Nevertheless, the vast majority of scientists today are very sceptical about the anachronistic concept of ley lines. Tom Williamson found that the density of monuments in the UK is so great that with every straight line you have several monuments on one line.

       

      Treasures from family hoards

      Margaret Tudor
      Daniël Mijtens: Margaret Tudor, Queen of Scotland (1489-1541). Painted between circa 1620 and circa 1638. Royal Collection. Public Domain.

      Cicely Milson was a martyr who was interrogated by her torturers for three weeks before she was executed. Among other things, she lost a toe during the torture. Her family fled to France to escape, but the family hoard, however, remained with Cicely. She probably lived in the 15th century – more likely towards the end. Historian Christopher Corby gives the 15th century for the painting showing her mother Benedicta Milson (in fact it shows Margaret Tudor (1489-1541), the eldest daughter of Henry VII of England).

      The dig in present-day Midsomer Cicely is also attended by Penelope “Penny” Henderson, who wrote her PhD thesis on the Milson family and knows a lot about the connections and the family hoard. It is only towards the end of the episode that John Barnaby and Charlie Nelson find out from the car registration that Penny Henderson’s maiden name was “Milson”. So, she is interested in finding the treasures of the Milson family for genealogical reasons and wants to keep it. But that’s not how it works under current law in England. In the process, Penny Henderson is willing to go to extremes and becomes a murder.

      Note: As with Gorse Meadow: where the scene of the dig was set up is still unknown to me and I welcome any clues.

       

      Fraud and Murder

      And then there was the Reverend Corby, who passes off the bones of a random person as the relics of St Cicely in order to gain more fame.

      He steals Penny Henderson’s car with the actually bones of Cicely in it to replace them in the crypt for the bones of the fake Cicely. What he doesn‘t know is that the family hoard is in the car, too. Kam Karimore drops by in the church to examine the fake bones on display for their age. While she is still discussing the matter with the Reverend, Penny Henderson arrives. They get into arguments when John Barnaby and Charlie Nelson also arrive to join the three people in the crypt.

      For a moment, Penny Henderson is surprised, that the police have discovered that she is the murderer. Then pulls out a knife and runs to Kam Karimore to take her hostage. Kam gasps. John is visibly in distress. He reveals to her that he knows of her birth name, lets her get emotional until she is not paying close attention to holding Kam Karimore down enough. Kam is able to break free. John and Charlie immediately rush towards Penny Henderson. Kam and Charlie hold Penny Henderson down, so she can be arrested.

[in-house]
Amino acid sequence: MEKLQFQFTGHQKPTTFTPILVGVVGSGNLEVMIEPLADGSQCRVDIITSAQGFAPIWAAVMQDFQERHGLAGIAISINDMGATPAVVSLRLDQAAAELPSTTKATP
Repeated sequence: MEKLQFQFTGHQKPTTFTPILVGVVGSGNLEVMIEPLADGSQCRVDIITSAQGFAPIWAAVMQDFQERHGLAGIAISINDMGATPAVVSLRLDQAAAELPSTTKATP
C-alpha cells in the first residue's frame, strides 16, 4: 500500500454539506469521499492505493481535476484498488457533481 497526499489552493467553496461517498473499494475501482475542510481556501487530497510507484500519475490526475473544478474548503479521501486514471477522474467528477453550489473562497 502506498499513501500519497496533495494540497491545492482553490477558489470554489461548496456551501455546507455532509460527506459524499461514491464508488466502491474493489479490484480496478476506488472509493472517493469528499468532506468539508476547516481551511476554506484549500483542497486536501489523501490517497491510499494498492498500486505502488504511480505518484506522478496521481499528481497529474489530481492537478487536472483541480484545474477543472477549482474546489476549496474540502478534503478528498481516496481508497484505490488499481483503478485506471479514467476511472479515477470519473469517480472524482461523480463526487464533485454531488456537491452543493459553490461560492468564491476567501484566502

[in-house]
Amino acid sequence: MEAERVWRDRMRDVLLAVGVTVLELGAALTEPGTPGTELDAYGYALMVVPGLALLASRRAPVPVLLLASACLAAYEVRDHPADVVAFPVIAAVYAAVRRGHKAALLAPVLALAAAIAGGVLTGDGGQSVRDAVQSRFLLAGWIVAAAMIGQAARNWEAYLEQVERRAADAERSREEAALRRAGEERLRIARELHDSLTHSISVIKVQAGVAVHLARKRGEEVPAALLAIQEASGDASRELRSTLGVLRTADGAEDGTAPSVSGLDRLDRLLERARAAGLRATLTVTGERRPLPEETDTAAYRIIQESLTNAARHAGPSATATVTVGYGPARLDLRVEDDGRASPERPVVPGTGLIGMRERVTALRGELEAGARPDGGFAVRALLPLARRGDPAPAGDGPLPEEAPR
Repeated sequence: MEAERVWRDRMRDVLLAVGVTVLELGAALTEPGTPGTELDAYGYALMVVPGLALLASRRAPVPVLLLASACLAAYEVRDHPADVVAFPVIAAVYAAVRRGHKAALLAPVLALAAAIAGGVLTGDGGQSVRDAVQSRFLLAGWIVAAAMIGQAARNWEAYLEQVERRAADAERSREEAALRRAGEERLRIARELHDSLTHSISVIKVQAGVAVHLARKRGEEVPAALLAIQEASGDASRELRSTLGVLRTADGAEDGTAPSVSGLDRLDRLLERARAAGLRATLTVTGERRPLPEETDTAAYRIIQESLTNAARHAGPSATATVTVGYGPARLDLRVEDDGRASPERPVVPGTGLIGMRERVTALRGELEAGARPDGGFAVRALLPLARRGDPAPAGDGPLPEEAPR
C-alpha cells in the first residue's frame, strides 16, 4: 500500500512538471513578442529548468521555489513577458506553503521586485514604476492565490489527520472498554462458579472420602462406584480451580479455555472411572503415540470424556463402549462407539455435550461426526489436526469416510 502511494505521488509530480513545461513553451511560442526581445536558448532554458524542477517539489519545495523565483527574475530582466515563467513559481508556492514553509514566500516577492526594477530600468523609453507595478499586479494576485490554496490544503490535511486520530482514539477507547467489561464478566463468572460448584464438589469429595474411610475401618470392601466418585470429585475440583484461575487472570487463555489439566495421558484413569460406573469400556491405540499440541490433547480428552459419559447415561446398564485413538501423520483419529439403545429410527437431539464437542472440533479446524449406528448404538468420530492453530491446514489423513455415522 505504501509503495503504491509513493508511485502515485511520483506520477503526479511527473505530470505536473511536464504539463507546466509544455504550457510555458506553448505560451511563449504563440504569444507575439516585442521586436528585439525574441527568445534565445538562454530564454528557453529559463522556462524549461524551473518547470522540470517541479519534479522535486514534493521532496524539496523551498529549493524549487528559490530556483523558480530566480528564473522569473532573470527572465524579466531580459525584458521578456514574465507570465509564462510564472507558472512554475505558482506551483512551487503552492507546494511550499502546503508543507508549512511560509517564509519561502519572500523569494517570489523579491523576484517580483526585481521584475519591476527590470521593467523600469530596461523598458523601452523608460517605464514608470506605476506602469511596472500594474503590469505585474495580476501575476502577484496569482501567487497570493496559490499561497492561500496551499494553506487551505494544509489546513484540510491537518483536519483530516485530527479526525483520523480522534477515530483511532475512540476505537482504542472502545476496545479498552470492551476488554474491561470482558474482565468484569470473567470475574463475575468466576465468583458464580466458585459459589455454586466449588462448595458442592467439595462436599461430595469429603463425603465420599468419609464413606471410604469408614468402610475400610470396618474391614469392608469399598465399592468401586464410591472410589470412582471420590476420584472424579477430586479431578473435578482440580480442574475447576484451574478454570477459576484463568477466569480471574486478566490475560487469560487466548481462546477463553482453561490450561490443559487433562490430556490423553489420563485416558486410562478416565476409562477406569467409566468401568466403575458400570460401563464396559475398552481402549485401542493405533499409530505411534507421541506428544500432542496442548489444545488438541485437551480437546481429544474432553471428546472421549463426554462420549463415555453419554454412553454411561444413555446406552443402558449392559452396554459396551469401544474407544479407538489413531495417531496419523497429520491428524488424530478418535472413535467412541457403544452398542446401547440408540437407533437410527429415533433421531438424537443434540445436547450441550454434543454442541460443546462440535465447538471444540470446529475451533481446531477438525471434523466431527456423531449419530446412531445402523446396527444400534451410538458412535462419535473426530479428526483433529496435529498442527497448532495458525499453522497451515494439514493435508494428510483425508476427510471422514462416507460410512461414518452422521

How does it work in England when you find treasures?

      This is regulated by the Treasure Act of 1996: There is a legal obligation that golden and silver objects over 300 years old found in England must be reported within 14 days of discovery. A finder’s reward is possible, but does not apply to archeologists and volunteers participating in an archeological excavation.

       

      Read more about Midsomer Murders & History

      The Chronology of Midsomer County by Year or by EpisodesDeep Dives into Midsomer & History.

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      Literature

      • Ford, David Nash: Englefield. In: Royal Berkshire History. URL: http://www.berkshirehistory.com/villages/englefield.html
      • Hutton, Ronald: The Pagan Religions of the Ancient British Isles. Their Nature and Legacy. Oxford/Cambridge 1991.
      • Johnson, Walter: Byways in British Archaeology. Cambridge University Press 1912.
      • Lockyer, Joseph Norman: Stonehenge and Other British Stone Monuments Astronomically Considered. Macmillan and Company, London 1909.
      • NN: Parishes: Englefield. In: P. H. Ditchfield/William Page (Eds.): A History of the County of Berkshire 3. London 1923. P. 405-412. URL: https://www.british-history.ac.uk/vch/berks/vol3/pp405-412
      • Williamson, Tom/Bellamy, Liz: Ley Lines in Question. Tadworth 1983.

       

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        I would like to point out that this is an unofficial fan site. I am not connected to Bentley Productions, ITV or the actors.